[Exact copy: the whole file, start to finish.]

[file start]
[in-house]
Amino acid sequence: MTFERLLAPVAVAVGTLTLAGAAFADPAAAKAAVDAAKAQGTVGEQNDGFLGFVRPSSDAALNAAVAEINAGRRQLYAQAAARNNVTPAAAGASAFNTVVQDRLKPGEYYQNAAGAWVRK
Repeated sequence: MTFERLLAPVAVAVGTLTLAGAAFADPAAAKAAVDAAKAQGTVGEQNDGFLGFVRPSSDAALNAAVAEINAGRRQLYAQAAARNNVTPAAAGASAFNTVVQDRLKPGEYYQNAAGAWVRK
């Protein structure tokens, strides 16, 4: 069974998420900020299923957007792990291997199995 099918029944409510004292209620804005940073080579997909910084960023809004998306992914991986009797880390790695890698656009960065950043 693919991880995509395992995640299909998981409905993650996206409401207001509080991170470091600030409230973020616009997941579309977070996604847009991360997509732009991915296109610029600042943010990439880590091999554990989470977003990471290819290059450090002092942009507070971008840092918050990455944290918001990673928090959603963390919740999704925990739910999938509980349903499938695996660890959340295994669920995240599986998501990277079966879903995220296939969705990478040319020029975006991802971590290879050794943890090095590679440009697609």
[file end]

[in-house]
Amino acid sequence: MTFERLLAPVAVAVGTLTLAGAAFADPAAAKAAVDAAKAQGTVGEQNDGFLGFVRPSSDAALNAAVAEINAGRRQLYAQAAARNNVTPAAAGASAFNTVVQDRLKPGEYYQNAAGAWVRK
Repeated sequence: MTFERLLAPVAVAVGTLTLAGAAFADPAAAKAAVDAAKAQGTVGEQNDGFLGFVRPSSDAALNAAVAEINAGRRQLYAQAAARNNVTPAAAGASAFNTVVQDRLKPGEYYQNAAGAWVRK
């Protein structure tokens, strides 16, 4: 069974998420900020299923957007792990291997199995 099918029944409510004292209620804005940073080579997909910084960023809004998306992914991986009797880390790695890698656009960065950043 693919991880995509395992995640299909998981409905993650996206409401207001509080991170470091600030409230973020616009997941579309977070996604847009991360997509732009991915296109610029600042943010990439880590091999554990989470977003990471290819290059450090002092942009507070971008840092918050990455944290918001990673928090959603963390919740999704925990739910999938509980349903499938695996660890959340295994669920995240599986998501990277079966879903995220296939969705990478040319020029975006991802971590290879050794943890090095590679440009697609």